Of this gentleman it can be truly said that he “sat by the new-made grave,” and that he is always prepared to “gather them in.”

A STRANGE FACT.

“You may think it strange,” said the sexton, “but it is nevertheless a fact that not more than twenty-five out of every one hundred persons who die in Cincinnati and its suburbs are buried in Spring Grove.” On being asked the reason for this, Mr. Trotter said, “Simply because there are so many other grave-yards. In the first place, there is a very large Roman Catholic population, both Irish and German, in Cincinnati, and they have burying-grounds of their own. Then, the Methodists have a couple, the German Protestants two or three, and our Jewish and colored citizens, one each. Combine these and it will be found that nearly three-fourths of Cincinnati’s dead are put to rest in grounds other than Spring Grove.”

The persons employed about any cemetery from the Superintendent down to the humblest sweeper, have some

VERY PECULIAR PEOPLE

To deal with, and Spring Grove is no exception to the general rule. Some people, with an order for the digging of a grave in their pocket, will go out and insist on seeing not only the first spadeful of earth removed, but that they be allowed to remain until the work is completed. They will suggest this thing and that thing, and if told that it can not be done will want to know the reason why. As a rule the workmen endeavor to be as obliging as possible, but there is not one case in ten where a person who has watched the digging through goes away entirely satisfied. The graves are of a uniform depth of six feet, but their width and length depend altogether upon the size of the coffin that is to be received.

Then again, there is almost more trouble about the

FILLING OF THE GRAVE

Than there is about its digging. Of course, there is rarely much said at the immediate time, but a day or two afterward, yes, in fact, perhaps early the next morning, some friend or relative of the deceased goes to the grounds and complains that the filling was not done properly; that the earth was thrown in too loosely; that I ought to have been packed and hammered down with the backs of the spades or a rammer. The good-natured sexton takes all this, and oftentimes more, too, and tries to convince the one making the complaint that is would hardly have looked proper to have beaten the ground down over the coffin of the departed, and in the very sight of mourning friends and relatives. Then, if the complaining one is not too obdurate, he or she is taken to the new grave, and is convinced that after the funeral party had left the ground, the earth had been packed and hammered, and that it was almost as intact as it was before the digging had commenced at all.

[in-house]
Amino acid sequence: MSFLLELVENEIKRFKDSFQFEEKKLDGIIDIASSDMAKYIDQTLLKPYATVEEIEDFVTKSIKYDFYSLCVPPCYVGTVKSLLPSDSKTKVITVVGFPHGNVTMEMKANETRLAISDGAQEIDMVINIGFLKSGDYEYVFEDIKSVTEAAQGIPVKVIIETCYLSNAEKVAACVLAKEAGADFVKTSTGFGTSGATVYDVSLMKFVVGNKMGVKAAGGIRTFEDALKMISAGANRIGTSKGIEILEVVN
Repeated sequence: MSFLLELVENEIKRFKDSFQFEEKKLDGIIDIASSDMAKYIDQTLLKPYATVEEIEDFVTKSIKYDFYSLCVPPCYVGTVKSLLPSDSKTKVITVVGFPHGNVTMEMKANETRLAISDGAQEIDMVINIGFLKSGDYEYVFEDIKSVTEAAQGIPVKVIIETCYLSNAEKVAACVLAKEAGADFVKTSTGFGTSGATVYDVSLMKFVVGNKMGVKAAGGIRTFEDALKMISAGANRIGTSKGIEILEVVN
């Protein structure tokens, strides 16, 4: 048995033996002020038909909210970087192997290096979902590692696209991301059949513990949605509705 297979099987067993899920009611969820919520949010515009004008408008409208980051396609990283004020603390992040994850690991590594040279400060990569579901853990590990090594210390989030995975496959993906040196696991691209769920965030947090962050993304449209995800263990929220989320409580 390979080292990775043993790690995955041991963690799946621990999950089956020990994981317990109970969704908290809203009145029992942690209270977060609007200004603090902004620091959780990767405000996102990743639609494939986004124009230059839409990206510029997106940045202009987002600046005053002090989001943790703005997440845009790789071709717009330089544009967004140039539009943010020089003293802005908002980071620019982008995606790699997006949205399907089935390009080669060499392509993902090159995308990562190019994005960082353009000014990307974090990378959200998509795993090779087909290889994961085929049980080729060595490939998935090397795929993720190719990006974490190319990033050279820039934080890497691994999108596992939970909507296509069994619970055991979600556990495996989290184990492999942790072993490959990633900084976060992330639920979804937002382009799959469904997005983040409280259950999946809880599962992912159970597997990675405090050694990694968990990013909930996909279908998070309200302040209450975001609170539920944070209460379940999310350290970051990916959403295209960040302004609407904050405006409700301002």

SUPERSTITIOUS PEOPLE.

Then there is another class of people know among the cemetery people as “cranks,” but generally referred to as superstitious. If a flower or a twig put on a grave is moved a quarter of an inch from where it was placed by them they will run to the superintendent or whatever official can be found, and assert that the grave has been disturbed, and they know that the body has been spirited away. Then there are others who, for the next four or five months after the interment of some dear one, will be at the grounds the moment the gate is opened in the morning and, having gained admittance, they will almost run to the lot to see if the mound is still there. Finding every thing in order, they will leave, but, in many instances, another member of the family or some friend will visit the spot again before closing up time in the evening.

Then there are other people who will measure the length and breadth of the grave every time they go out. When there at one time they will drive little bits of wood into the earth at the head and foot and at the sides of the grave, and with a tape-line carefully measure the distance. Then, after the lapse of a week or two, they return and find that perchance one of these little pieces of wood can not be found, or that it has been moved a few inches, they are sure that the tomb has been opened and the body stolen.

Many times acquaintances, knowing the peculiarities of these people, will change the markers on purpose to deceive and worry them. When this is found out it is promptly put a stop to by the authorities.

WATCHING GRAVES.

Then there is another class of people who, after a relative or friend has been buried, will ask permission to employ a private watchman for night duty for a month or two. They are told that this request can not be granted, because it would be against one of the most important rules of the cemetery, and are assured that there is no necessity for any action of the kind, as the association employs all the help necessary in guarding the place. Still, they are not satisfied, and will beg and persist in the hope that the desired permission will be granted. But it never is.

There is really no occasion for any worriment on the part of any one, because there are five night watchmen

ARMED TO THE TEETH

On constant duty, and no person is allowed inside the grounds after sundown save themselves. They each carry a revolver and a musket loaded with “slugs,” and their instructions are not to parley with any intruder, if, perchance, one should be found, but to shoot him down in his tracks.

This the policemen would be sure to do, and, as they have never had occasion to use their weapons, it must be considered that body-snatchers and other desperadoes give Spring Grove a wide berth.